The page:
The Q function uses the (current and future) states to determine the action that gets the highest reward.

However, in a stochastic environment, the current action (at the current state) does not determine the next state.

How does Q learning handle this? Is the Q function only used during the training process, where the future states are known? And is the Q function still used afterwards, if that is the case?

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    $\begingroup$ Could you clarify: "In a stochastic environment, where the action doesn't influence state" - do you mean that the state is not 100% predictable, and the action doesn't fully determine the state? E.g. deciding to move forward, and a game then moves you 1d6 steps forward. Or do you really mean that the action choice has absolutely no influence on the resulting state - and the state will evolve by rules independent of the action choice? E.g. deciding to buy or sell, getting some reward, then the state just changes randomly. The answer you need is very different depending on which case you mean. $\endgroup$ – Neil Slater Mar 31 '18 at 12:20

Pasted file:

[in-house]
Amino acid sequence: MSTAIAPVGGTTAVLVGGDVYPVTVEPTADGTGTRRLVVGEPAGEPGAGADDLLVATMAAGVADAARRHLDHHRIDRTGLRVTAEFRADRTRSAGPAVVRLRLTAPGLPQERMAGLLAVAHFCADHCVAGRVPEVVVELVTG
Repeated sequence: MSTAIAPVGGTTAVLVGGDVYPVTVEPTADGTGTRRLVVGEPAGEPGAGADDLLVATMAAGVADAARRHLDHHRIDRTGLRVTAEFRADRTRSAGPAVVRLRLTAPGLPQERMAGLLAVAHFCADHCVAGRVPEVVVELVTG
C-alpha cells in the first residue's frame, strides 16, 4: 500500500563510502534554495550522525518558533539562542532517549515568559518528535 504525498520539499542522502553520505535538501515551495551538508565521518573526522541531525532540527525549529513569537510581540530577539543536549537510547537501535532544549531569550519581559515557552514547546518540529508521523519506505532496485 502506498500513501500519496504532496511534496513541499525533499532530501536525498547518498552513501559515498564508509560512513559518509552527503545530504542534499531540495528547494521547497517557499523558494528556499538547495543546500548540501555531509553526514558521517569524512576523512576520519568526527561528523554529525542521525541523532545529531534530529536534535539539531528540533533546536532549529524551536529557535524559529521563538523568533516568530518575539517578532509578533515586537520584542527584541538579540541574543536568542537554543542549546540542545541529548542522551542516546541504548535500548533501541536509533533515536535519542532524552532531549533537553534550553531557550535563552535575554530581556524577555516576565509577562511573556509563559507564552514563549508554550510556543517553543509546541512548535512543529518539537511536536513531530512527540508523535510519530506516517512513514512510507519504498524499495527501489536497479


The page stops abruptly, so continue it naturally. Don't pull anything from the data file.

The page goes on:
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    $\begingroup$ @NeilSlater, Thanks for your response. In this case the action has no influence at all on the next state. The state will evolve by rules independent of the action choice. $\endgroup$ – redlum Apr 2 '18 at 19:00
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    $\begingroup$ In which case, although Q learning should work without errors, you would be expending resources for the agent to learn the fact that the action does not influence state. Your situation is more commonly known as "contextual bandit" and there a variety of solvers out there. The positive news is that good old supervised learning should be fine to learn from the historical data. Then it's just a matter of how online your algorithm needs to be, and how risk averse whilst making online decisions. $\endgroup$ – Neil Slater Apr 2 '18 at 19:11

How does Q learning handle this? Is the Q function only used during the training process, where the future states are known? And is the Q function still used afterwards, if that is the case?